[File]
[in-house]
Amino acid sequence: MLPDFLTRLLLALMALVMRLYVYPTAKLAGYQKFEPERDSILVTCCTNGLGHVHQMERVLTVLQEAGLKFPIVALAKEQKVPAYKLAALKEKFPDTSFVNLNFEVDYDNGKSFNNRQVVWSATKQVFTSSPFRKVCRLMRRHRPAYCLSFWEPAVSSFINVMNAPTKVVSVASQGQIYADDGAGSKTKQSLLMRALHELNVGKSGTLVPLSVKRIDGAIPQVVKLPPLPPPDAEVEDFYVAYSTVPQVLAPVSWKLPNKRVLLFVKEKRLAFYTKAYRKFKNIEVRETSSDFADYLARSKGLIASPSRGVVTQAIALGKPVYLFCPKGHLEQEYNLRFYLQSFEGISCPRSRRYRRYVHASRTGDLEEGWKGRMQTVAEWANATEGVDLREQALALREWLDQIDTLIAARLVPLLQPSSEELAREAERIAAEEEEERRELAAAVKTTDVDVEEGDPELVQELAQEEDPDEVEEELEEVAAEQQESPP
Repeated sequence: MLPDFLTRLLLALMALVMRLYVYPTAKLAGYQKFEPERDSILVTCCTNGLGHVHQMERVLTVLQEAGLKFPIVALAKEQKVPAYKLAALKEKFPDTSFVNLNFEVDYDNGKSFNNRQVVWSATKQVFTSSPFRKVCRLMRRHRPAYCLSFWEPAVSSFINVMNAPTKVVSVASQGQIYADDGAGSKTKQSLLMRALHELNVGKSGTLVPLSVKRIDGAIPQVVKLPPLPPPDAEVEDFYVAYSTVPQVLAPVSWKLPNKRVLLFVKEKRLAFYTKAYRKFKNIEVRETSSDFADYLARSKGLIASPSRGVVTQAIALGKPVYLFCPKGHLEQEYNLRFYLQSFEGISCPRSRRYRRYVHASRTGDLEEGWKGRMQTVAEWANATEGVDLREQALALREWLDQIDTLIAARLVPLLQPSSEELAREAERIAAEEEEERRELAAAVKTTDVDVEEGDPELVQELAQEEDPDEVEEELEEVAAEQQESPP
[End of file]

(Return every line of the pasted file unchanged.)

[in-house]
Amino acid sequence: MLPDFLTRLLLALMALVMRLYVYPTAKLAGYQKFEPERDSILVTCCTNGLGHVHQMERVLTVLQEAGLKFPIVALAKEQKVPAYKLAALKEKFPDTSFVNLNFEVDYDNGKSFNNRQVVWSATKQVFTSSPFRKVCRLMRRHRPAYCLSFWEPAVSSFINVMNAPTKVVSVASQGQIYADDGAGSKTKQSLLMRALHELNVGKSGTLVPLSVKRIDGAIPQVVKLPPLPPPDAEVEDFYVAYSTVPQVLAPVSWKLPNKRVLLFVKEKRLAFYTKAYRKFKNIEVRETSSDFADYLARSKGLIASPSRGVVTQAIALGKPVYLFCPKGHLEQEYNLRFYLQSFEGISCPRSRRYRRYVHASRTGDLEEGWKGRMQTVAEWANATEGVDLREQALALREWLDQIDTLIAARLVPLLQPSSEELAREAERIAAEEEEERRELAAAVKTTDVDVEEGDPELVQELAQEEDPDEVEEELEEVAAEQQESPP
Repeated sequence: MLPDFLTRLLLALMALVMRLYVYPTAKLAGYQKFEPERDSILVTCCTNGLGHVHQMERVLTVLQEAGLKFPIVALAKEQKVPAYKLAALKEKFPDTSFVNLNFEVDYDNGKSFNNRQVVWSATKQVFTSSPFRKVCRLMRRHRPAYCLSFWEPAVSSFINVMNAPTKVVSVASQGQIYADDGAGSKTKQSLLMRALHELNVGKSGTLVPLSVKRIDGAIPQVVKLPPLPPPDAEVEDFYVAYSTVPQVLAPVSWKLPNKRVLLFVKEKRLAFYTKAYRKFKNIEVRETSSDFADYLARSKGLIASPSRGVVTQAIALGKPVYLFCPKGHLEQEYNLRFYLQSFEGISCPRSRRYRRYVHASRTGDLEEGWKGRMQTVAEWANATEGVDLREQALALREWLDQIDTLIAARLVPLLQPSSEELAREAERIAAEEEEERRELAAAVKTTDVDVEEGDPELVQELAQEEDPDEVEEELEEVAAEQQESPP